In The Corner Office, we invite Managing Partners at law firms from across the region to share information about the strategies they employ to keep their teams motivated, effective, and focused. For this issue, we asked them to reveal what sorts of firm retreats and activities they host and/or organize for their lawyers.
Whereas the leading commercial law firms in Serbia report growth and opportunity, their counterparts in Croatia demonstrate an acceptance of the stop-and-start nature of that market. In an extended lunchtime conversation about with CEE Legal Matters, Divjak, Topic & Bahtijarevic Partner Damir Topic and Wolf Theiss Managing Partner Luka Tadic-Colic displayed a resigned sense of humor about the challenges they face in Croatia and a willingness to take things as they come.
Comprehensive Review in Bulgaria
Hristo Nihrizov, Partner at Dimitrov, Petrov & Co., reported that the Bulgarian TV and radio markets are dominated by three big, established operators in the country. There are some new international players (e.g., Bloomberg recently launched a new business-oriented channel with a local partner), but Nihrizov noted that these new channels usually face an uphill battle in carving out market share and generally focus instead on niche markets. Overall, though, he pointed to a growing number of channels in the country, “which is good for the consumers.”
"We simply don’t want to see a Bar that is owned by a handful of firms," was the explanation offered by Aleksandar Cvejic, Board Member and Secretary of the Board of the Belgrade Bar Association in support of the controversial draft bylaws submitted for a vote at the upcoming assembly of the Belgrade Bar on September 24, 2016.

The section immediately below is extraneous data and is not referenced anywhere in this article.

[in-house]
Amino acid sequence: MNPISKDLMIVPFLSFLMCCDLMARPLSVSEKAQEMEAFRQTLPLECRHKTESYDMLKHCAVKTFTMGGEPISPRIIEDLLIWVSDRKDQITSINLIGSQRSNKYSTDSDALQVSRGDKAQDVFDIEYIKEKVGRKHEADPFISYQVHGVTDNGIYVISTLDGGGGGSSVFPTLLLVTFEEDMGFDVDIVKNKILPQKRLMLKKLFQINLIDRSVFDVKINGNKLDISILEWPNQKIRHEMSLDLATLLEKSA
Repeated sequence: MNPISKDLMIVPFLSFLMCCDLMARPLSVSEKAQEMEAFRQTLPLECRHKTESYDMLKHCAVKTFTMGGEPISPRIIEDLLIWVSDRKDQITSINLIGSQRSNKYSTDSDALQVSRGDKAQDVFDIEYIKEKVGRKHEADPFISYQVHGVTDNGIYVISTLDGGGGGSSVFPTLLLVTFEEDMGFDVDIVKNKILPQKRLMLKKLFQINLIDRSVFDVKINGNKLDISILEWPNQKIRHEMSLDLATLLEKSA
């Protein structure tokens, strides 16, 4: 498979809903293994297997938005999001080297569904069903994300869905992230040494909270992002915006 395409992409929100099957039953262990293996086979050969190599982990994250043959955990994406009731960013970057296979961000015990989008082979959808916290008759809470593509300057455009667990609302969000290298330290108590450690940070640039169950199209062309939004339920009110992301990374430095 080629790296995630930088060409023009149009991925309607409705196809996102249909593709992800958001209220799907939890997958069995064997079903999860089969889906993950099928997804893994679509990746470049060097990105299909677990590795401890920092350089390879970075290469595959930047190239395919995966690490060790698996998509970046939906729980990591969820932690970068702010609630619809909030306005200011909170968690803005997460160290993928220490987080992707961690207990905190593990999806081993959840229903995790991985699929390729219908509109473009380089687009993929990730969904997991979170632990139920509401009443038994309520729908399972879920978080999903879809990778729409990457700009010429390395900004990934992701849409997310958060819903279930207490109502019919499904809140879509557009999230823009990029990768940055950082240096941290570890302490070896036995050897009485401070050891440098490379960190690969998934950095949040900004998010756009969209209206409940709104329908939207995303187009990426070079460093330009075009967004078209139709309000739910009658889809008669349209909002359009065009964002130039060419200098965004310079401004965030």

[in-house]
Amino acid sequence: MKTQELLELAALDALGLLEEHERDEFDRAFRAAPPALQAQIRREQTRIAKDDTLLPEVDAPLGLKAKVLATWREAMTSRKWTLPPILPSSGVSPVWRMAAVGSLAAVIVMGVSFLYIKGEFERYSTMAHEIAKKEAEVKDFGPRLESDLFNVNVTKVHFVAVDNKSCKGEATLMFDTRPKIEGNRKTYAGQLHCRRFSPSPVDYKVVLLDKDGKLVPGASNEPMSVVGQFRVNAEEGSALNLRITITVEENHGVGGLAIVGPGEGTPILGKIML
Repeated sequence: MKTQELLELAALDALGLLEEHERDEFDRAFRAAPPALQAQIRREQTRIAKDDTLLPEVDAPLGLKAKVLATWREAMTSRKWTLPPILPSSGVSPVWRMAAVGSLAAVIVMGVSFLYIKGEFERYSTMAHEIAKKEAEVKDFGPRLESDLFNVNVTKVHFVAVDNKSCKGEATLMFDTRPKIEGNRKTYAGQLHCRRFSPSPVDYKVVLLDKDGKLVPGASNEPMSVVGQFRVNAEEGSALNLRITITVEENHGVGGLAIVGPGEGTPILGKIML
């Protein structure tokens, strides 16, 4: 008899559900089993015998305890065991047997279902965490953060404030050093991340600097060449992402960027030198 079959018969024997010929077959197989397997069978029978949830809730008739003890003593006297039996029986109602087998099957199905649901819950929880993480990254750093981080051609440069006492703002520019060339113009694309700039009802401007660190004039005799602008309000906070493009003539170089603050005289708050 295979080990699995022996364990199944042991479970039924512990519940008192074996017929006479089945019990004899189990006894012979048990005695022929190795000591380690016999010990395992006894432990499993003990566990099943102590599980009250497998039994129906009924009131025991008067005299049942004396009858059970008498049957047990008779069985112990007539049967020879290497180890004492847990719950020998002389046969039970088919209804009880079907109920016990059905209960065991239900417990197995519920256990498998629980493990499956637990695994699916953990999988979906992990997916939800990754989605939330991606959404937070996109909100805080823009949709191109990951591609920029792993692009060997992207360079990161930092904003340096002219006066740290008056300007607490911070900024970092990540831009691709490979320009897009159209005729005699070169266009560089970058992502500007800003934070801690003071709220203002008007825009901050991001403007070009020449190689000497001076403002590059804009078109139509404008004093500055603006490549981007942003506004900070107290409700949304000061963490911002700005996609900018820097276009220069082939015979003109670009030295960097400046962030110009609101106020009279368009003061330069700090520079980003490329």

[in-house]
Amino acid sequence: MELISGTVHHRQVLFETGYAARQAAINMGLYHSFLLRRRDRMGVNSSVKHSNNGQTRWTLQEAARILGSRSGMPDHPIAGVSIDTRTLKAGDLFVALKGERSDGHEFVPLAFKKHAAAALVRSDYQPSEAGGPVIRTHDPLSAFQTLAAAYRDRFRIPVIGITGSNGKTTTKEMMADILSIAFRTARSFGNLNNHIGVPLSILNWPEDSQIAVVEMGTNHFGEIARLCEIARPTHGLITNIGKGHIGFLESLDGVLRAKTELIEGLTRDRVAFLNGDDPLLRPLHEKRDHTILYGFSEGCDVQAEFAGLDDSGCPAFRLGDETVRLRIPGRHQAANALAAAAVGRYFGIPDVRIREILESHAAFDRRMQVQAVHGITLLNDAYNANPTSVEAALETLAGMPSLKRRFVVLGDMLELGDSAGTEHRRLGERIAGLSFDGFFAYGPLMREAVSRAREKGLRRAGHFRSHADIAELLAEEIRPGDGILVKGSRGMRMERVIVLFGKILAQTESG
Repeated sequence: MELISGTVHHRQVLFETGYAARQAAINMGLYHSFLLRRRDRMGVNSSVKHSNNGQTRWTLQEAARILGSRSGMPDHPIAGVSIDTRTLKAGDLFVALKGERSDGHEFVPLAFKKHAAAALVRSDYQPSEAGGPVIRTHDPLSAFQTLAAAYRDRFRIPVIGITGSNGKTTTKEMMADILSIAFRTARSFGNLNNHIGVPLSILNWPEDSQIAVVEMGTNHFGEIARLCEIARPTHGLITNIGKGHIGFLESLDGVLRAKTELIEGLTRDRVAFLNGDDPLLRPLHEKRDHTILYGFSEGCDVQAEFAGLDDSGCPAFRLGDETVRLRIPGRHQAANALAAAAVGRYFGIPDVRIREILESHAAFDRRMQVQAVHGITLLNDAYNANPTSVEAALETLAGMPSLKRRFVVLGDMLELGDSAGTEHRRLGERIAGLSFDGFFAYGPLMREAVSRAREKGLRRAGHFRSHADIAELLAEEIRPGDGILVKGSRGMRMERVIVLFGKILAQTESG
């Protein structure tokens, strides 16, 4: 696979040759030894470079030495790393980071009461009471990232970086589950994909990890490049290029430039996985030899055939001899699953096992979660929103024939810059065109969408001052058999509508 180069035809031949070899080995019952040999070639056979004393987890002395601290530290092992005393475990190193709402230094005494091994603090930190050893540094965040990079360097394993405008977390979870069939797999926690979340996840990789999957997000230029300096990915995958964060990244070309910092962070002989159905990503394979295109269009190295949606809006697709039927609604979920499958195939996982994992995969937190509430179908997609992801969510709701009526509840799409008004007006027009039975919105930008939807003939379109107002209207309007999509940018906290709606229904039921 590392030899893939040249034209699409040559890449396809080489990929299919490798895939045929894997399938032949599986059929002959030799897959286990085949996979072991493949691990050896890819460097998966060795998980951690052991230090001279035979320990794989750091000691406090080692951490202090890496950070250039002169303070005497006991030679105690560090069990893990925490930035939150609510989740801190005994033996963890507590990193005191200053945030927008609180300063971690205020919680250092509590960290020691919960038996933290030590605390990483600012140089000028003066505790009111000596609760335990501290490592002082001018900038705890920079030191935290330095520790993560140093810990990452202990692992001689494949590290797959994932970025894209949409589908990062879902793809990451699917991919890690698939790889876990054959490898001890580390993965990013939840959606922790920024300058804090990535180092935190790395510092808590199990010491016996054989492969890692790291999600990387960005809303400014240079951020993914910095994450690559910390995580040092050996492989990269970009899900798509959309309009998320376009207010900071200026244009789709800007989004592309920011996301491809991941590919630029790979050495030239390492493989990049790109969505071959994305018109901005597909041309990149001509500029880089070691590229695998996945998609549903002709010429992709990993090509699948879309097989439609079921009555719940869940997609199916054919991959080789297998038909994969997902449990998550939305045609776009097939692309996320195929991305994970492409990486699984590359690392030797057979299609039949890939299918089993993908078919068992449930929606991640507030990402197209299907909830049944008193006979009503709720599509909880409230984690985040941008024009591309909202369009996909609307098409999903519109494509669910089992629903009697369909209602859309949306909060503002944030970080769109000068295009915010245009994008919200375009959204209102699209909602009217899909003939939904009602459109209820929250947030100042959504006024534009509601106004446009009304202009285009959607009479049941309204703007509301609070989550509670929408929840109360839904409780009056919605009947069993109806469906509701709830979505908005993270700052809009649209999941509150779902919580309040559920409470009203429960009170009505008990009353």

Part 1 of the CEE Legal Matters 2014 report on women in law firm partnership across CEE appeared in the April 2014 issue of CEE Legal Matters, and provided the number and percentages of female partners at leading law firms across CEE. In this Part 2 of our report, managing partners of law firms from across the region provide their perspectives on the data.
Bit by bit the first wave of expatriate lawyers that helped CEE and CIS legal markets transition from the chaotic end of communism to the (more or less) functioning capitalist present subsides, as one by one those lawyers retire and withdraw. Now comes the announcement that Baker & McKenzie Partner Dan Matthews, who played a formative role in the firm’s Moscow, Baku, and Istanbul offices, will be retiring and returning to the United States on July 1, 2016.
We take the opportunity to review the career and contributions of Matthews, one of CEE’s undisputed Building Blocks
Twenty years ago I graduated from law school in sunny California, passed my bar exam, got on a plane, and came to Eastern Europe as a bright-eyed young lawyer. What I thought would be a six-month sojourn turned into over a decade of living in the region and considerably more time working throughout it.
This past year has exposed our practice to a number of new challenges. To some extent, this somehow mirrored the relatively more pronounced dynamics of the Slovak economy. Ours is a law office that, owing to its size and experience, has the ability to specialize in individual areas of law, and the preceding year was characterized by a higher number of industry-specific cases compared to the past. In particular, this involved attractive project applications, restructuring and financing cases, and corporate transactions, as well as immovable property and dispute cases.
“The guys in the Central European group were a really collegial group and we really enjoyed what we did and truly felt we were making a difference, and we had good clients, and the results were really gratifying. So it was a very good, unique core group of people who were fully committed to Central and Eastern Europe at a historic time.” – Obie Moore